There is nothing wrong with having a private sector, but it is just that: private. It has notions of independence and exclusivity attached to it. By definition it is not for general public use without exception and should in no way be sold as a panacea for the efficient and egalitarian provision of essential services. Private enterprise already has its appropriate place in the capitalist market and the corporatocracy should get a hasty grip and suck it up.

Dividing the nation by private-good and public-bad is obscene, reckless and unnecessary and everyone should wise up to this and stop allowing themselves to be held to political ransom through a mainstream media mouthpiece. The one is not and should not be the enemy of the other. Workers within the private sector are also deserving of decent working hours, pay and conditions. For both the poor employee of the private sector and the denigrated public servant there is surely nothing about policy and workers’ rights that a creative, caring and courageous government can’t address with integrity. Like pensions, for example: surely we could at least sort out that awful disparity?

How can it possibly be acceptable that the private sector has for so long been so woefully accommodated that most employees have no provision at all? And what of the self-employed? Who will cover this shortfall? Why everyone else, of course! And, just as top-up benefits demonstrate the inefficiency and misery of low wages, so too does the winter fuel allowance reflect the inadequacy of the state pension. We really should do a better job of working out how much a pension needs to be to provide a comfortable retirement.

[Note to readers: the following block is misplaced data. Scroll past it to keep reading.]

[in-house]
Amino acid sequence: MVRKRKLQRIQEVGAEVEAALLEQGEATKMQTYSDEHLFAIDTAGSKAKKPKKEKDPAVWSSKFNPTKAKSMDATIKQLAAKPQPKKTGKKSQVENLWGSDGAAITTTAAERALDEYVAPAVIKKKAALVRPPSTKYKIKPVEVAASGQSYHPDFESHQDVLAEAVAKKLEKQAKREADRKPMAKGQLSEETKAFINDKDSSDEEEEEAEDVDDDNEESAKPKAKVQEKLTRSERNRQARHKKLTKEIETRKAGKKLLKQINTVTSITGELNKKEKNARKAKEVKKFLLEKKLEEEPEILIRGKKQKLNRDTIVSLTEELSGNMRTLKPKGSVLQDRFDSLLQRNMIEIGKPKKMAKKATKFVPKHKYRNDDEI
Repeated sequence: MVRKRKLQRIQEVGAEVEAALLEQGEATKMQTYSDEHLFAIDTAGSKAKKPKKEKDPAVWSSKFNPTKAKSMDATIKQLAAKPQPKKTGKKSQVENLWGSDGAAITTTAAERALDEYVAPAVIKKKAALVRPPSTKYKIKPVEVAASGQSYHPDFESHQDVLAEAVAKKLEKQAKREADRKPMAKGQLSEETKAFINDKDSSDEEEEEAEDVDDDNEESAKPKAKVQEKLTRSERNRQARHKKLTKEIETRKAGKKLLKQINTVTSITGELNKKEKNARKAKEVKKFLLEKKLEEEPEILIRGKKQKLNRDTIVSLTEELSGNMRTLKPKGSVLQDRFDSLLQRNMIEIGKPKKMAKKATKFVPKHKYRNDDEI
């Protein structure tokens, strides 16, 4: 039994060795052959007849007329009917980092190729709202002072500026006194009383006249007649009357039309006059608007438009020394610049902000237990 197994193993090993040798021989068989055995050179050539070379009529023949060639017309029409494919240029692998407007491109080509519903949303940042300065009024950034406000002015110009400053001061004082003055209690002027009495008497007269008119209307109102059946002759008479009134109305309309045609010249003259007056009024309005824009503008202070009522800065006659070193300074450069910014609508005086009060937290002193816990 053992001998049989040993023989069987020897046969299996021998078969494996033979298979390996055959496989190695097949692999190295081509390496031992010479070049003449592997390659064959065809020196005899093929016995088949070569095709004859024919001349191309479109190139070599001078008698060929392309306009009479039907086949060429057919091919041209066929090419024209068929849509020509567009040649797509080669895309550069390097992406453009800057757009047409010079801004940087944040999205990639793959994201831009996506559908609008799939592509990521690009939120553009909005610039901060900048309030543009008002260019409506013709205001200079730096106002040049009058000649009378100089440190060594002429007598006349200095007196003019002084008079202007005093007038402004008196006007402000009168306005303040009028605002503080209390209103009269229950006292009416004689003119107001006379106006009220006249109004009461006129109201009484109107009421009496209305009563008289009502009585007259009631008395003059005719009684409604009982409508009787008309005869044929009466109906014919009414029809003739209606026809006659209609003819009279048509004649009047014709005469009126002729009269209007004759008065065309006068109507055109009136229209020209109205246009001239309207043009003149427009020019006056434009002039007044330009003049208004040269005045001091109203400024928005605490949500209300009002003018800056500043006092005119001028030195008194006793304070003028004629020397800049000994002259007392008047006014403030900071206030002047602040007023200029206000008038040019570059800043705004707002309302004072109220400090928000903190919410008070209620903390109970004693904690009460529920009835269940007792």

I would like some kind of automatic enrolment to be considered so that, regardless of public-, private- or self-employment, everyone contributes to their state pension and for that pension to be a realistically adequate sum on which to live; such that any privately sourced extras are a superfluous desire rather than a vital bridge over a shortfall. A proper, responsible pension system: one that does not carelessly allow people to fall through what is essentially a sensible and rational scheme, only to leave the next generation picking up the slack and plugging the gaps of consistently failing, divisive and cowardly government economics.